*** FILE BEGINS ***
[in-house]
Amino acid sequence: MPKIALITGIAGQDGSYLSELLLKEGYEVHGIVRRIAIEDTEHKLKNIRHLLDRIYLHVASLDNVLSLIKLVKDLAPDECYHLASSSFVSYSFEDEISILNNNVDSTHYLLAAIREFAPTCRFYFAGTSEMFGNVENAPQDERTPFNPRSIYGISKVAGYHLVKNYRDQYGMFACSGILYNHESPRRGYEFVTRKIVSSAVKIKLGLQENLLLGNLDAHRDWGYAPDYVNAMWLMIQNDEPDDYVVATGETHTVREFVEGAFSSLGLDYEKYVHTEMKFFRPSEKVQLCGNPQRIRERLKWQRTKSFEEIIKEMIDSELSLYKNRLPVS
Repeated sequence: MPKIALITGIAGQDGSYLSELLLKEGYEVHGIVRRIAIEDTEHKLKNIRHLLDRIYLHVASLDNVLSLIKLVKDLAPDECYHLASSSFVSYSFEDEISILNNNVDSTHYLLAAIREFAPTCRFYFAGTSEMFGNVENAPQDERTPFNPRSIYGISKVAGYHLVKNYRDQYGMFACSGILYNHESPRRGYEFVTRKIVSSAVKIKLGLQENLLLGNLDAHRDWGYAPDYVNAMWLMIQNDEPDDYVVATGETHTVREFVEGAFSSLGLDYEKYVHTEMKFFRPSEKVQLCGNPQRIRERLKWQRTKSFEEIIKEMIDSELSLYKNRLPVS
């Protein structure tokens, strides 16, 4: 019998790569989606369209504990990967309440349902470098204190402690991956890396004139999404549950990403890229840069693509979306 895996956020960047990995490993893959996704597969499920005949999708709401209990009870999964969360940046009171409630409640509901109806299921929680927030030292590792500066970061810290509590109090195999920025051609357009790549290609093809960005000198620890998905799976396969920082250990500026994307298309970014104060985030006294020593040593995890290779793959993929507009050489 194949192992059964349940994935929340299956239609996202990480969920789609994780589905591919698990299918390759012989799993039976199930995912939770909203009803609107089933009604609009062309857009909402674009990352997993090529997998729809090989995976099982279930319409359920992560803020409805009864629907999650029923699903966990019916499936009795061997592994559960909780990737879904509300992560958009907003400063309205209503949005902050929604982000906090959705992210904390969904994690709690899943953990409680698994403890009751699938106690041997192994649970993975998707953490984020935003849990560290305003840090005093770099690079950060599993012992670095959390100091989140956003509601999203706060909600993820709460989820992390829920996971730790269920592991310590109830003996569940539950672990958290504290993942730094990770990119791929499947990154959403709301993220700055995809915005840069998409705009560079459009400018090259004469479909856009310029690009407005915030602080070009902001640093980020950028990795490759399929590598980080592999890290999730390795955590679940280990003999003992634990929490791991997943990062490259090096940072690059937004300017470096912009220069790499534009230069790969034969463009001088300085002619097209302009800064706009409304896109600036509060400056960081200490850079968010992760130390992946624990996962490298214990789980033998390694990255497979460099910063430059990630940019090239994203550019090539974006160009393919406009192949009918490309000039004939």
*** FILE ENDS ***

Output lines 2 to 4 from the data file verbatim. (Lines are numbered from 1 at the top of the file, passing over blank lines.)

Amino acid sequence: MPKIALITGIAGQDGSYLSELLLKEGYEVHGIVRRIAIEDTEHKLKNIRHLLDRIYLHVASLDNVLSLIKLVKDLAPDECYHLASSSFVSYSFEDEISILNNNVDSTHYLLAAIREFAPTCRFYFAGTSEMFGNVENAPQDERTPFNPRSIYGISKVAGYHLVKNYRDQYGMFACSGILYNHESPRRGYEFVTRKIVSSAVKIKLGLQENLLLGNLDAHRDWGYAPDYVNAMWLMIQNDEPDDYVVATGETHTVREFVEGAFSSLGLDYEKYVHTEMKFFRPSEKVQLCGNPQRIRERLKWQRTKSFEEIIKEMIDSELSLYKNRLPVS
Repeated sequence: MPKIALITGIAGQDGSYLSELLLKEGYEVHGIVRRIAIEDTEHKLKNIRHLLDRIYLHVASLDNVLSLIKLVKDLAPDECYHLASSSFVSYSFEDEISILNNNVDSTHYLLAAIREFAPTCRFYFAGTSEMFGNVENAPQDERTPFNPRSIYGISKVAGYHLVKNYRDQYGMFACSGILYNHESPRRGYEFVTRKIVSSAVKIKLGLQENLLLGNLDAHRDWGYAPDYVNAMWLMIQNDEPDDYVVATGETHTVREFVEGAFSSLGLDYEKYVHTEMKFFRPSEKVQLCGNPQRIRERLKWQRTKSFEEIIKEMIDSELSLYKNRLPVS
């Protein structure tokens, strides 16, 4: 019998790569989606369209504990990967309440349902470098204190402690991956890396004139999404549950990403890229840069693509979306 895996956020960047990995490993893959996704597969499920005949999708709401209990009870999964969360940046009171409630409640509901109806299921929680927030030292590792500066970061810290509590109090195999920025051609357009790549290609093809960005000198620890998905799976396969920082250990500026994307298309970014104060985030006294020593040593995890290779793959993929507009050489 194949192992059964349940994935929340299956239609996202990480969920789609994780589905591919698990299918390759012989799993039976199930995912939770909203009803609107089933009604609009062309857009909402674009990352997993090529997998729809090989995976099982279930319409359920992560803020409805009864629907999650029923699903966990019916499936009795061997592994559960909780990737879904509300992560958009907003400063309205209503949005902050929604982000906090959705992210904390969904994690709690899943953990409680698994403890009751699938106690041997192994649970993975998707953490984020935003849990560290305003840090005093770099690079950060599993012992670095959390100091989140956003509601999203706060909600993820709460989820992390829920996971730790269920592991310590109830003996569940539950672990958290504290993942730094990770990119791929499947990154959403709301993220700055995809915005840069998409705009560079459009400018090259004469479909856009310029690009407005915030602080070009902001640093980020950028990795490759399929590598980080592999890290999730390795955590679940280990003999003992634990929490791991997943990062490259090096940072690059937004300017470096912009220069790499534009230069790969034969463009001088300085002619097209302009800064706009409304896109600036509060400056960081200490850079968010992760130390992946624990996962490298214990789980033998390694990255497979460099910063430059990630940019090239994203550019090539974006160009393919406009192949009918490309000039004939």